Finding balance in Amateur Radio

When you are absorbed in a hobby like amateur radio it's easy to lose track of the world around you. I freely admit to spending many hours on this hobby and it wasn't until I spent some effort taking stock that I discovered just how much time I spent.

The fifth clause of the Amateur's Code attempts to formalise this behaviour and I confess that it's taken me several years to find a more reasonable balance. Let's review the original 1927 published version of this clause. It reads:

The Amateur is Balanced. Radio is his hobby. He never allows it to interfere with any of the duties he owes to his home, his job, his school or his community.

It's interesting to note that in one of the oldest documents describing our community it refers to our activity as being a hobby. I'm noting this because there have been plenty of treatises written on the notion that amateur radio is a public service and not a hobby.

This clearly states that in the opinion of the General Counsel of the ARRL in 1927, Amateur Radio is a hobby and frankly, I'm fine with that.

The 2022 ARRL handbook removes the reference to hobby and words it:

The Radio Amateur is is an avocation, never interfering with duties owed to family, job, school or community.

The ARRL website reintroduces the concept of a hobby like this:

The Radio Amateur is BALANCED...Radio is a hobby, never interfering with duties owed to family, job, school or community.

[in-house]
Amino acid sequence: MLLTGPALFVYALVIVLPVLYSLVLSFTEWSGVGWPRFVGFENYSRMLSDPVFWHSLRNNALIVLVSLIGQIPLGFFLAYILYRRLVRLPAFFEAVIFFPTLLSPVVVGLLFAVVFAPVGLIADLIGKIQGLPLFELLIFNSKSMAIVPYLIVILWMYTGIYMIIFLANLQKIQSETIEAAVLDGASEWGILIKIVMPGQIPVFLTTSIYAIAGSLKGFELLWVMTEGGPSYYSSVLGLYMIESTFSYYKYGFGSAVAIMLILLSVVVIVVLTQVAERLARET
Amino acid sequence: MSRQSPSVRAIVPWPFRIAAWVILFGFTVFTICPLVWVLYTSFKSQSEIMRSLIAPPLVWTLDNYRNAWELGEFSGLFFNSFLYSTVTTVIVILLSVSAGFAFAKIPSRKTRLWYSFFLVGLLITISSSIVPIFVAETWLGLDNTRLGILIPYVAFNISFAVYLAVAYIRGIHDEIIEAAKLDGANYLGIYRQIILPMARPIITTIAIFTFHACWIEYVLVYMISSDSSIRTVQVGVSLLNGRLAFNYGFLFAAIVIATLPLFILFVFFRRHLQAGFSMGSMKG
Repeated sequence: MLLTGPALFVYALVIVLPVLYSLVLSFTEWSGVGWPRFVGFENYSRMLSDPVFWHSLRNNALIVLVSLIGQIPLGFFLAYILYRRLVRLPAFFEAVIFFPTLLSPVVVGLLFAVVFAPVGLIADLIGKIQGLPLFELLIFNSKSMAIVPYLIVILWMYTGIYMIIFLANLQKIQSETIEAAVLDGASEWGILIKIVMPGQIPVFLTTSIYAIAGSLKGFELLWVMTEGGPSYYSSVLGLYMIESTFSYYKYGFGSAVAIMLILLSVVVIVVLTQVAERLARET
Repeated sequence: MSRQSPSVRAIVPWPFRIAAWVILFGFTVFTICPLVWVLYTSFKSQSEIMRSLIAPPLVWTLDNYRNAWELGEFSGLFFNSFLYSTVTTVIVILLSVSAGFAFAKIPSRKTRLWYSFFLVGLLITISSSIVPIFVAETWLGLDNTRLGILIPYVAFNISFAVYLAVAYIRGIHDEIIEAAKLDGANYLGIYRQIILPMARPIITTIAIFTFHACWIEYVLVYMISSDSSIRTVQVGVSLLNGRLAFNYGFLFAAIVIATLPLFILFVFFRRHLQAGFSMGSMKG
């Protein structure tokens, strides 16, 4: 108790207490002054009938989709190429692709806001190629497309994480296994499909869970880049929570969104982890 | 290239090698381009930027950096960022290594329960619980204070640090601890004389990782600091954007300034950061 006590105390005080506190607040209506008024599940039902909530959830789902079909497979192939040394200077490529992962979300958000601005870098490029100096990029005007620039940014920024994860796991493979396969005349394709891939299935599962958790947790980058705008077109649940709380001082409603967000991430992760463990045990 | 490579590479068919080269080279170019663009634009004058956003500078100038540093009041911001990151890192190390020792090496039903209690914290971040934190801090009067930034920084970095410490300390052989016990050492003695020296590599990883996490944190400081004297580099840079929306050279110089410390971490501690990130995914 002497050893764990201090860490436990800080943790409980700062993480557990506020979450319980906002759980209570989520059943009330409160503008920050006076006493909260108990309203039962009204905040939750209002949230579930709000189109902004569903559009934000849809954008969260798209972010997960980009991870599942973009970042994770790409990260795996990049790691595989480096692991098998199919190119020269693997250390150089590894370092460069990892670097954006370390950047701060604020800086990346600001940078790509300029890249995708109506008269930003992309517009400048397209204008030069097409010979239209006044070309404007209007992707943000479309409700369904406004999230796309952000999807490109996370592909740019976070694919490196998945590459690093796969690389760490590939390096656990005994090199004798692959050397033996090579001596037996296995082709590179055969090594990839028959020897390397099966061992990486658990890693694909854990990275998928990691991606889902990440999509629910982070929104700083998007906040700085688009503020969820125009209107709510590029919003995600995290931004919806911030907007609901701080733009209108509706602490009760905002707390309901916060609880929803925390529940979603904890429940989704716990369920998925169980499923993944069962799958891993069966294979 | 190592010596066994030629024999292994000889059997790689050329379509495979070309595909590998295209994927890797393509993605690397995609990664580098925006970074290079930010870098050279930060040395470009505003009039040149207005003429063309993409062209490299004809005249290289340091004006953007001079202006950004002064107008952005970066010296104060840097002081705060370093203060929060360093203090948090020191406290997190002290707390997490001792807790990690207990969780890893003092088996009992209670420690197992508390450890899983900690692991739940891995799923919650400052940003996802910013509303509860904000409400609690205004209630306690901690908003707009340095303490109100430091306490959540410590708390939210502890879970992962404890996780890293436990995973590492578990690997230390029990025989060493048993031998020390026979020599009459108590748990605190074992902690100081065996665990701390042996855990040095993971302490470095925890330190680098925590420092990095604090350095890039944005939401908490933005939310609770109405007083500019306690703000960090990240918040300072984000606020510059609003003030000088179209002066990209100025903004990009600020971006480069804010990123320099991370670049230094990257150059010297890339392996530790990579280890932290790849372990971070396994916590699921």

I'll note that the definition of avocation is "a hobby or minor occupation" and I'm not sure what the clause gains by using a word that I had to look up in the dictionary. Consider for a moment if your first language isn't English, why use "avocation" when "hobby" is the same thing?

The original used the phrase: "never allows it to interfere with any of the duties he owes", this puts amateur radio as a hobby at the bottom of the pecking order in the list of things you do. The 2022 version waters this down to "never interfering with duties owed", essentially elevating the hobby above some of those other duties. I don't think that this is an improvement.

I'm a fan of amateur radio, but I think that in the scheme of things it needs to take the place of a hobby, not an activity that has the ability to be prioritised over any of your other duties. If it does, where is the line? What is more important and what isn't? Should this be something that we in our code of conduct endorse? What's next, telling amateurs specifically what they should be doing? I think not.

One thing that's worth exploring is the concept of "job". A job is your occupation, tow truck driver, radio astronomer, submariner or accountant. The original meaning, going back to the 1550's is "an activity that an individual performs in exchange for a specific fee or payment".

What if you don't have a job? What if you're retired, unemployed or have some other lifestyle?

What if we replace the word "job" with "work", defined as "a physical or mental activity that is performed in order to accomplish or produce something"?

This could make the fifth clause look like this:

The Radio Amateur is is a hobby, never allowing it to interfere with any of the duties owed to home, work, school or community.

It's short and sweet, uses simple language and it covers everything that the original document was attempting to achieve, and as a bonus it no longer requires you to have a job.